Help to Buy ISA vs Lifetime ISA
When looking to purchase your first home, it can sometimes be a confusing and daunting position to find yourself in.
But with the help of the government, there is hope for those who are struggling to save for a deposit or need a helping hand.
It’s not difficult to see why the government savings schemes have been popular and since the launch of the Help To Buy ISA in December 2015, over a million accounts have been opened by first time buyers with £1.8bn saved.
There are two main schemes available to help first time buyers the ‘Help To Buy ISA’ and a ‘Lifetime ISA’. But how do you know which is the best option for you?
Help to Buy ISA
If you are saving to buy your first home, put your money into a Help to Buy ISA and the Government will boost your savings by 25%.
So, for every £200 you save, you can receive a government bonus of £50. The maximum government bonus you can receive is £3,000.
- Only available for first time buyers who are over 16 years of age.
- You can make a deposit of up to £1,000 upon opening an account.
- There is no minimum monthly deposit amount.
- There is a maximum of £200 a month.
- Available at a range of banks and building societies, and worth checking interests rates on the various accounts.
- The cost of the property it is to be used for cannot exceed £250,000 (or £450,000 in London).
You can combine your savings when buying a home, this does not need to be your only source for a deposit.
Lifetime ISA (LISA)
The Lifetime ISA is designed for your first home or your retirement. If you’re not using the funds for your first home, you will need to be 60+ before you can access the funds. This can be set up as cash savings, so you gain interest or as stocks & shares investing.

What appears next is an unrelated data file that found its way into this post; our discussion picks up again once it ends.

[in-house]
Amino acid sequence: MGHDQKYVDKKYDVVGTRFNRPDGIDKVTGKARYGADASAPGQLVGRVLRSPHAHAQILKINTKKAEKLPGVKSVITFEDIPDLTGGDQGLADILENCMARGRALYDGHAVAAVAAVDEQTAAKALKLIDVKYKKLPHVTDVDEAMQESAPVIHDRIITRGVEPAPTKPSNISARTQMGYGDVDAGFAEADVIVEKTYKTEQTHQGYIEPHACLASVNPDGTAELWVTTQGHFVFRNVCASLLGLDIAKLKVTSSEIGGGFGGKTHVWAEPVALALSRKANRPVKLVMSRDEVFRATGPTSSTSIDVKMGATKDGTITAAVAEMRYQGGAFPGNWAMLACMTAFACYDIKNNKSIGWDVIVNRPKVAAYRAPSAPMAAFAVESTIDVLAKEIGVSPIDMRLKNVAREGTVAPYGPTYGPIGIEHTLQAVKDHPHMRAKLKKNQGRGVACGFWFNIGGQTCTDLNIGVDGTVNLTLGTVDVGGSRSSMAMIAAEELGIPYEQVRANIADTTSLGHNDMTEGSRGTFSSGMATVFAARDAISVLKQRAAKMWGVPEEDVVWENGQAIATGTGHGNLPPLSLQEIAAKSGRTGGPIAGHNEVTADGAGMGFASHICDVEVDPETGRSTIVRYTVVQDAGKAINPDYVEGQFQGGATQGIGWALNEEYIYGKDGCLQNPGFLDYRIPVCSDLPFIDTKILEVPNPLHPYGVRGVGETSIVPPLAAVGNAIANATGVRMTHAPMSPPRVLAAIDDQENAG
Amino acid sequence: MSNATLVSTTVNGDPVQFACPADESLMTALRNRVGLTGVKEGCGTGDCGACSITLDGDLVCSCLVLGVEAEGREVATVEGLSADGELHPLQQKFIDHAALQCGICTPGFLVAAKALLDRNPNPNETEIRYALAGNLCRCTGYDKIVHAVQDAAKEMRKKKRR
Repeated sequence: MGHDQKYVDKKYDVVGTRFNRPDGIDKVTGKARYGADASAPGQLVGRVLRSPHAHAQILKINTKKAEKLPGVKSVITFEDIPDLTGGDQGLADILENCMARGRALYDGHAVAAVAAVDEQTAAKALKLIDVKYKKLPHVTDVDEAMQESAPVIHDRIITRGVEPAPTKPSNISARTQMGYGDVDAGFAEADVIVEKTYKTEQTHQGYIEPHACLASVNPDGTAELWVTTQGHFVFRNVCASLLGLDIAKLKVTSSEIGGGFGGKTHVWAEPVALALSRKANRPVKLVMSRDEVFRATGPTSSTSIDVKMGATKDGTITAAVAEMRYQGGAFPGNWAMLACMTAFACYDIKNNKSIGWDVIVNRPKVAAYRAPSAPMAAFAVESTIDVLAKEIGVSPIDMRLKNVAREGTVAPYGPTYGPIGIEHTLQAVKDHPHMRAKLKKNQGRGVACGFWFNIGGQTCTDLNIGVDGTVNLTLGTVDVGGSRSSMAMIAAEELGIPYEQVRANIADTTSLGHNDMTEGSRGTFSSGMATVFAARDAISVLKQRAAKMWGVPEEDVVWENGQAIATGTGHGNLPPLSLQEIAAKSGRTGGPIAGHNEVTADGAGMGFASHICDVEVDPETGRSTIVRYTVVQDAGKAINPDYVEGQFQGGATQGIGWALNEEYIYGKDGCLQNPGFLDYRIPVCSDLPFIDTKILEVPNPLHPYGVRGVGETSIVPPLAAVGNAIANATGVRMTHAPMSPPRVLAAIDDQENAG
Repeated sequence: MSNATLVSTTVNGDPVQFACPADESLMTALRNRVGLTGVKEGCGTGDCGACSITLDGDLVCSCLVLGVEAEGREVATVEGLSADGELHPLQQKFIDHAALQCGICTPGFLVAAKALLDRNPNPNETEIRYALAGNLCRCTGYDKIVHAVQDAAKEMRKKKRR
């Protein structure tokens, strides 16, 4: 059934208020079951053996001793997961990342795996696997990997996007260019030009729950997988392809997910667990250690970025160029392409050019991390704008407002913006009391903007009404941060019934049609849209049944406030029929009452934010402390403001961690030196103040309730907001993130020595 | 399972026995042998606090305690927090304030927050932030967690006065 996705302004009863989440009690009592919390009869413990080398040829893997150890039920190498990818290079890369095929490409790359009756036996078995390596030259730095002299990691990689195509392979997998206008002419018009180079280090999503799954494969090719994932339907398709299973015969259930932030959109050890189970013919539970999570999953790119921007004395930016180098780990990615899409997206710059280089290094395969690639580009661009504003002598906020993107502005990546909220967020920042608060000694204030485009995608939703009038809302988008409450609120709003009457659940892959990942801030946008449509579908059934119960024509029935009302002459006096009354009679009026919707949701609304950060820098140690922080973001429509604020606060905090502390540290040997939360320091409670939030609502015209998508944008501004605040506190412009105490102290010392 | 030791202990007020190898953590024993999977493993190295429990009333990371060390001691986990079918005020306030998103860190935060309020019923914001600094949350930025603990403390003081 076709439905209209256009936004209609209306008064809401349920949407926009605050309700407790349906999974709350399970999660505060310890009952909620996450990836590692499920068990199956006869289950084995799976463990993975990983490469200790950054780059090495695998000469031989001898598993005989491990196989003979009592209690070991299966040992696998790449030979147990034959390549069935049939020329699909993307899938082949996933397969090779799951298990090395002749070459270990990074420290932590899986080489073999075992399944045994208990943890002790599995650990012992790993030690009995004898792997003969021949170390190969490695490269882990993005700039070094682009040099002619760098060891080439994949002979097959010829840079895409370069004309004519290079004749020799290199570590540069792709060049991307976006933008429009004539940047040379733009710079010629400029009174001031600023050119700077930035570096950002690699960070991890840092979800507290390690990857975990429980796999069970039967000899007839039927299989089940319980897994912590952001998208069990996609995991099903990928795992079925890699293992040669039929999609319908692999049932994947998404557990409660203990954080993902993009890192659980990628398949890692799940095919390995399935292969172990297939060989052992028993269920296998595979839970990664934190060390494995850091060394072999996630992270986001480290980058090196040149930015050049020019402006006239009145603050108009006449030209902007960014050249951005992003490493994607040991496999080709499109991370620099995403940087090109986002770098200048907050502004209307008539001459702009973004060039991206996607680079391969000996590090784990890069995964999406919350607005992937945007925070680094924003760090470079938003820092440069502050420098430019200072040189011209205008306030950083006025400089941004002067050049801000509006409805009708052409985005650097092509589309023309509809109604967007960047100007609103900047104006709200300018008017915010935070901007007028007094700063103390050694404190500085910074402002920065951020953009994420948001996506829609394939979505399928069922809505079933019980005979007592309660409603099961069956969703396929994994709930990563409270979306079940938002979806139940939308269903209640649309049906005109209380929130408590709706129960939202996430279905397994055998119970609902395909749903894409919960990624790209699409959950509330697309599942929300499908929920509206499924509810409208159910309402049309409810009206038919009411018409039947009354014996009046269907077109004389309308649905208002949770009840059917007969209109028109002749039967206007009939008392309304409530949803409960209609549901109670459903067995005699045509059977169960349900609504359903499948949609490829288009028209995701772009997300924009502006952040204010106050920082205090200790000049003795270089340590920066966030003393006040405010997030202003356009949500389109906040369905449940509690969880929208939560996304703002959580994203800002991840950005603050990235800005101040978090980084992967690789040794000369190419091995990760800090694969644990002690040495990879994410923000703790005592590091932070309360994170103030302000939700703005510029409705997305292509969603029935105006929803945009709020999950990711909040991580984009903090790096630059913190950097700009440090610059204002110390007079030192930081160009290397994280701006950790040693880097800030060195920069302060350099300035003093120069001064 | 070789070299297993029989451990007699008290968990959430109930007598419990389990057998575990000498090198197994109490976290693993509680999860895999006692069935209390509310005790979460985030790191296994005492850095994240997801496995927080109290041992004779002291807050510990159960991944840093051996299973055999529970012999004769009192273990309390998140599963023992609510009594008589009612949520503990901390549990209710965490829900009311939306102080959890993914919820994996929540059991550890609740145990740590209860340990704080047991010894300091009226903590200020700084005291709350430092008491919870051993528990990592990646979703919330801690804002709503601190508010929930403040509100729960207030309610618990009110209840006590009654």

The government will add 25% bonus to any savings added within a year, until you reach 50. The maximum amount of bonus is £33,000 (if you open an account at 18 and keep going until you hit 50)
- This savings account is for an individual and cannot be opened by someone else.
- Available for people aged between 18 and 39
- Must be a UK resident or a member of the armed forces serving overseas.
- Save up to £4,000 per tax year, tax free
- If you do access the funds before you turn 60, there will be a 25% penalty charge.
In theory you can have both accounts, if you are eligible, however you will only receive the 25% bonus on one of the accounts.
Couples or partners who plan to purchase a house together can both open an account and both amounts can be counted towards a deposit, as long as they are both first time buyers.
If one partner has already owned a home, they will not be able to use the LISA funds without facing the withdrawal charge.
If you’re looking to purchase your first home and you would like to speak to a financial adviser, please get in touch with us and we can point you in the right direction. You are never alone when it comes to buying your first home and we here at Clarkes are here to make the journey as seamless as possible.